“Ingroups and Outgroups”
Intercultural Competence and Civic Engagement Project
DUE: November 20, 2017
In psychology, we frequently use the terms ingroup and outgroup to identify groups that we belong to and groups that we do not belong to, respectively. These terms are widely used across different platforms to explain attitudes, thoughts, and behaviors related to current social, political, and cultural events: for example, immigration policies; political affiliation; reproductive rights; incarceration policies; global warming; drug legalization; religious beliefs; gender identity and equality; education rights; civil rights; and, even, which sports team one supports.
It is common to think about members who share one’s ideologies as one’s ingroup. Ingroup identities that are strong and meaningful influence our self-esteem. We perceive members of our ingroup as distinctive and individual. Whereas, one is inclined to think of outgroup members (e.g., opposing ideologies) as “all the same” (Tajfel & Turner, 1979).
Objectives for this Project
1. Identify a social, political, or cultural issue that is important to you. Define, analyze, and discuss the relevance and significance of the issue in a logical and thoughtful way.
2. Recognize how culture influences one’s worldview about issues.
3. Identify why and how one can be involved in addressing important issues at the local, regional, national, and global level.
4. Recognize that culture may influence people to feel, think, and behave differently.
5. Identify and discuss similarities and differences between groups with opposing ideologies.
6. Demonstrate knowledge and understanding of psychological principles* that explain one’s own and others’ thoughts, feelings, and behavior related to the issue.
7. Demonstrate the ability to successfully interact with someone from a different “culture.”
*For this project, you will support your views with psychological principles from at least two theoretical perspectives: social cognition; learning; motivation; emotions; perception; stereotyping, prejudice, and discrimination; human development; biological; humanism; and others.
1. Define your ingroup. What is the issue? What is your ingroup’s position on this issue? (5pts)
2. Culture of the Ingroup (25 points)
a. Define the culture of the people in your ingroup (shared beliefs, values, traditions/practices, norms).
b. How has the group’s culture shaped your attitudes, thoughts, and behavior related to this issue?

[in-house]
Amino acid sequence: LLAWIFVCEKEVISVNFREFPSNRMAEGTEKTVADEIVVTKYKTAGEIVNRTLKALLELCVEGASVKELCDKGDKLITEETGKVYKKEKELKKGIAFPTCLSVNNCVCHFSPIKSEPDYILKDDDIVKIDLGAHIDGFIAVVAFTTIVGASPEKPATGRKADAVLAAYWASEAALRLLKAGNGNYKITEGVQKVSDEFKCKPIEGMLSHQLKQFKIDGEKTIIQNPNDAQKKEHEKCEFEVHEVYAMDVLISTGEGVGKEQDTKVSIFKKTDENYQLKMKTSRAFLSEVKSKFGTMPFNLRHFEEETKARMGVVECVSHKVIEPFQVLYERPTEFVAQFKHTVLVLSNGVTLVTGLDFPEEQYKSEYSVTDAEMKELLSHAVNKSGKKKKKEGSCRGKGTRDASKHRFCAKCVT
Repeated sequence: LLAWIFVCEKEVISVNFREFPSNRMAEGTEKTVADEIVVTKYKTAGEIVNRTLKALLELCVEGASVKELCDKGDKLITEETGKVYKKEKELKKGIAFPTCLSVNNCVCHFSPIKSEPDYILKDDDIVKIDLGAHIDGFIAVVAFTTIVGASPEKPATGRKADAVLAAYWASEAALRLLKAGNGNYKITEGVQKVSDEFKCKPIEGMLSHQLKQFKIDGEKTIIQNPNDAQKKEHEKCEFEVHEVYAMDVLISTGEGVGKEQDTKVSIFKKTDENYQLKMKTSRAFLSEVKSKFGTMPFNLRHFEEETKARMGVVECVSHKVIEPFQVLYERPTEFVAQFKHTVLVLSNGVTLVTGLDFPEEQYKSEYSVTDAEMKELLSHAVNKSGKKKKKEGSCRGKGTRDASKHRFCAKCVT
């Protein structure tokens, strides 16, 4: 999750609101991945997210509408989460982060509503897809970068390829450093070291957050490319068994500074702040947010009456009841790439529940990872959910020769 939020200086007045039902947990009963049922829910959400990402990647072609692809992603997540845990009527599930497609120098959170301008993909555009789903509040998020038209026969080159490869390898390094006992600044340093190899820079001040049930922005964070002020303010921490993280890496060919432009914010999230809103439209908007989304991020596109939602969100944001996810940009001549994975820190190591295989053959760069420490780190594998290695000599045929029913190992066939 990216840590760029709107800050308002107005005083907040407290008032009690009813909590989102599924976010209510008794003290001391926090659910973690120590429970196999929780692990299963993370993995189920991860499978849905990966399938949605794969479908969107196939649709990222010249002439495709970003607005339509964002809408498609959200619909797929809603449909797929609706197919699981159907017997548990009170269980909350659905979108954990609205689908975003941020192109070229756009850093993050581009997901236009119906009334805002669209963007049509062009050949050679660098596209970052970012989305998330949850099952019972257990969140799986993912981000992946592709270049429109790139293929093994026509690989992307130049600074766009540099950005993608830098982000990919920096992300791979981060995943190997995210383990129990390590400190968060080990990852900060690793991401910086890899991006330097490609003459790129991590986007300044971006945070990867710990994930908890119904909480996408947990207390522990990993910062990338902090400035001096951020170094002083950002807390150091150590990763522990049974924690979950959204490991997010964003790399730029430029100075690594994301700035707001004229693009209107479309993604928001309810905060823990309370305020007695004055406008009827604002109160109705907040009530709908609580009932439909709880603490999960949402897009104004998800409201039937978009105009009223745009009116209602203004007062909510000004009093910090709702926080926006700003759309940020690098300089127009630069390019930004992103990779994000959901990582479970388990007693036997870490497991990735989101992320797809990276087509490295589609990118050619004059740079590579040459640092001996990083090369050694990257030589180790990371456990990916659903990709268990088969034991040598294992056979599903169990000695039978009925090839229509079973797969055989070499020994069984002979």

c. What contributions has this group made (to other group members, the community, the city, state, country)?
d. Why is this group important to you? What types of things do you do (actions) to demonstrate your commitment and responsibility to the issue/position?
e. Why is it important to actively engage with the group?
3. Define the Outgroup. Take the same issue, and define the specific outgroup and its culture. This section will require research on your part. (20 points)
a. What is the group’s position on the issue?
b. What is the culture of the outgroup and how does it influence how its members think about the issue?
c. Why is this group important to its group members?
d. What contributions has this group made?
4. Compare and Contrast Ingroup and Outgroup (10 points)
Besides the obvious differences, why are their differences between the ingroup and outgroup? Applying what you have learned about psychology.
5. Imagine that you must spend a day with members of the outgroup you described above to address this important issue. (15 points)
a. How do you think you would feel about the encounter? Why?
b. How would you adapt your attitudes, thoughts, and behavior to demonstrate that you were willing to understand and successfully interact with members of the outgroup.
c. What Mindset would you have as you prepare for this encounter? What heart set and skill set would you need to develop and/or apply for a successful encounter (see power point in eCampus)?
6. Actual Engagement (5 points)
If you have engaged with members of the outgroup, describe the experience.
7. Intercultural Competence and Engagement with Communities: (15 points)
a. As you completed this assignment, did your thoughts and attitudes about the ingroup and/or outgroup change? If yes, how?
b. Why is it important for people to understand each other’s cultures/perspectives?
c. What have you learned from the research (and/or class discussion) that could be applied to help ingroup and outgroup members interact effectively to address this issue?